How else can you explain the activities of 20 golfers who, together with up to 10 reserves, subject themselves to the dubious delights of playing every Saturday throughout the winter months? Like geese returning to Tentsmuir, they flock back to the Burnside at the end of September each year. During the summer they are to be seen in profusion on the Medal and even farther afield. But a mysterious, presumably primeval urge drives them back to the Burnside, their winter habitat, each September.
There, every Saturday, they perform their golfing rituals, and, as the winter sun sinks somewhere to the west of the third green, return, hungry and thirsty, to the Clubhouse, where no one begrudges them their richly earned reward. Pints, nips, plates of soup, hamburgers and chip butties are gulped down, eagerly eaten, contemplatively consumed. The niceties of straight left arm, right foot back or swing plane are earnestly discussed. Decisions are reached as to what would have happened ‘if only that putt . . . ‘
But who are they? They are golfers, the same as all the other members of the Caley – well, maybe not quite the same. They call themselves the Carnoustie Winter League. Some of them are good players – very good players. Others, well . . . But they are keen very, very keen players. And in many a dreary Saturday afternoon, almost unaided, they bring the clubhouse to life.
The story goes back a long way – to November 1938, when 12 enthusiastic, young Carnoustie golfers decided that, given organised competition as an excuse, they would happily turn out every week, regardless of the winter weather. J.A. Wright, D.M. Wright, R. Duthie, G. Clark, J.C. (Piper) Hosie, Willie (Basher) Ramsay, V.G.L. Finlayson, G.S. Hosie, A.R. Simpson, A. Tosh, T. Tennant and R.J. Duncan were the apostolic group who set things rolling.
They played for 11 weeks on the Medal Course that last winter before the War, awarding two points per player for each win and one each for a drawn match. The season ended with Ron Duthie and the Wright Brothers tying for the championship and with the players fully agreed that the League should resume after the 1939 summer season.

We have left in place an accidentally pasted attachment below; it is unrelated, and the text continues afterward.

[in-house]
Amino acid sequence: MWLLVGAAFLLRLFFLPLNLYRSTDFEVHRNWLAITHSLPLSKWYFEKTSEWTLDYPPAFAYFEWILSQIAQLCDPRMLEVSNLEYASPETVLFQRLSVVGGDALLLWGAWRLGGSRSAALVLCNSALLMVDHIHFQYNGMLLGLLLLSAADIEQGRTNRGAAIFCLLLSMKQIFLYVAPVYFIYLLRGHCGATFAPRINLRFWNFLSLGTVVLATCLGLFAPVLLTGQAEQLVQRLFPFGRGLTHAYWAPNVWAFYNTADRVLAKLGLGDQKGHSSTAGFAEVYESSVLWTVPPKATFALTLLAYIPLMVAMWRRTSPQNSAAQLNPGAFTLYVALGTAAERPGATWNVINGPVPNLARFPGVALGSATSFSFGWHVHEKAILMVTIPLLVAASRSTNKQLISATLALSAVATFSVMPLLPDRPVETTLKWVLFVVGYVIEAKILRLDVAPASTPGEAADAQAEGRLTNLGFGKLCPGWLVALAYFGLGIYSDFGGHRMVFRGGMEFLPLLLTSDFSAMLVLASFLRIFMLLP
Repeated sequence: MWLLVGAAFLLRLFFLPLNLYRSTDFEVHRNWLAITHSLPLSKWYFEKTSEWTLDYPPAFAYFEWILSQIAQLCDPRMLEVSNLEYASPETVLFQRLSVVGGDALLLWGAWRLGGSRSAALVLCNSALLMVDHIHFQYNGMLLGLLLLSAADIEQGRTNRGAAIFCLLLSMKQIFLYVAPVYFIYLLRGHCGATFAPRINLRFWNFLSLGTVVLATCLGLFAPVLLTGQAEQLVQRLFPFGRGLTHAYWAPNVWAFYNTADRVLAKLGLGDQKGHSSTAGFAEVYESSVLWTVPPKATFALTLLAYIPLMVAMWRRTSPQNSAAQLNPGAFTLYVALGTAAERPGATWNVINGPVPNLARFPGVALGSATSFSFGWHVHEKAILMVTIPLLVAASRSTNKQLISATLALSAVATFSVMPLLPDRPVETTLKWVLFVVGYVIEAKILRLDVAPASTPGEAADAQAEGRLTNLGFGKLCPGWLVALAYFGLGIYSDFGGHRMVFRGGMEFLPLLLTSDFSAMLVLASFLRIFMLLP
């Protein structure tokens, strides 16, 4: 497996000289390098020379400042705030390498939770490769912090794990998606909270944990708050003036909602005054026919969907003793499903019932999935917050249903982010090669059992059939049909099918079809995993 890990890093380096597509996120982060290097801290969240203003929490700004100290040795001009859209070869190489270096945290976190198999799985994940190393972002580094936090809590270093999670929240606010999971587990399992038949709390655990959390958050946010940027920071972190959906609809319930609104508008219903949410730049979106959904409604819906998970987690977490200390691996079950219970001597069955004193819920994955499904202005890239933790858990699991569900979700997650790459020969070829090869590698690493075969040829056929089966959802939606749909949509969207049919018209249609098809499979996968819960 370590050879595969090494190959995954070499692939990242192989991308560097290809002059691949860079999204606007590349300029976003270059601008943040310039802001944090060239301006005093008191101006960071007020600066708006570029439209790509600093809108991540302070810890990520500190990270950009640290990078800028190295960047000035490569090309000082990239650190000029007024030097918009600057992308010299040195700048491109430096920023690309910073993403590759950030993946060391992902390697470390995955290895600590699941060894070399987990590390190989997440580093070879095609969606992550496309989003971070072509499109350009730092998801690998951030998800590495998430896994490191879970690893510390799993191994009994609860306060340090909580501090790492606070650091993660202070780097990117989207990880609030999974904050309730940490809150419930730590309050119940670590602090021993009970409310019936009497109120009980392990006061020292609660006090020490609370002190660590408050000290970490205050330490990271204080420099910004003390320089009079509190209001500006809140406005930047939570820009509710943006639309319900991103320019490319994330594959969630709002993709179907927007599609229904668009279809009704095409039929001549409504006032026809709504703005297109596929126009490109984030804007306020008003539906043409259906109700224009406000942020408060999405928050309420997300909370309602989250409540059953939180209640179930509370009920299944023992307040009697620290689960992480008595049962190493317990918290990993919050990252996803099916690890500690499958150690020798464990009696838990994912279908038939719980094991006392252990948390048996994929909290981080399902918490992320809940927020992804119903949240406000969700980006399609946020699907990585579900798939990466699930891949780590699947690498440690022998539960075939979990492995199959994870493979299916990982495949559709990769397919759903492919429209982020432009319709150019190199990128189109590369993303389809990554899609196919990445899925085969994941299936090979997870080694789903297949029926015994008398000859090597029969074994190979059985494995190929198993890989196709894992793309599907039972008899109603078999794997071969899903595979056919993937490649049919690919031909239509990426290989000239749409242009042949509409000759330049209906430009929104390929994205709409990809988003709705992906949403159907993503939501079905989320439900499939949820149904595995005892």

The world, of course, knows what happens. Six long years of war were to rage before the survivors next golfed at Carnoustie. J.A. Wright, G.S. Hosie, A.R. Simpson and A. Tosh were not amongst them.
But in February 1946, the League restarted. D.M. Wright, R Duthie, G. Clark, J.C. Hosie and R.J. Duncan, returned from the Colours, were joined by four ‘Jims’ – Young, Lyall, Smith and Brodlie, together with David Waldie, J.W. Japp and the promising young Wallace McArthur. With R.J. Duncan as Secretary, they played for eight weeks and D.M. Wright won 13 points to emerge as champion.
September ’46 saw League play resume with 20 players involved. They were as keen as ever, all of them prepared to play in any sort of weather, but a 2-foot covering of snow on the courses made golf just a bit too difficult from 18 January to 22 March. So that year, the League had to settle for just 18 weeks of winter ‘pleasure’.
That was the last season the League played on the Medal. September 1947 saw them on the Burnside and there they have remained for the past 57 years, playing over 16,000 rounds in fair weather and foul, and, in the process, achieving an astonishing eclectic score of 33 for the 18 holes.
Featuring in half a century of League golf have been many of Carnoustie’s finest players. They include the Scottish internationalists, J.R. Hosie, Wallace McArthur, Alec Deboys and D.G. Grieg, the last named having also won the Scottish Amateur Championship and played in the 6-man Commonwealth Trophy team in Durban in 1975. There have been engineers and doctors, farmers and journalists, insurance men and joiners, teachers and painters. Some have played for as little as a single season, while others have spent a golfing lifetime in the League and have eventually been joined by their sons.
Any account of the League must inevitably record the dedicated enthusiasm with which R.J. Duncan worked on its behalf from 1946 until his untimely death in 1984. With the help of his wife, Esther, Ralph carried through all the necessary organisation of the games and documentation of results during that time. He was a perfect example of the kind of enthusiasm on which this remarkable organisation thrives.
Yes, as any Caley member will tell you, they are all nut-cases in the Winter League, but they all revel in their affliction. That is why the League has survived for over 75 years and will continue to do so for many years to come. That is why the Caley can look forward to seeing them flock into the clubhouse every winter Saturday from late September till March. Isn’t that what the best traditions are all about?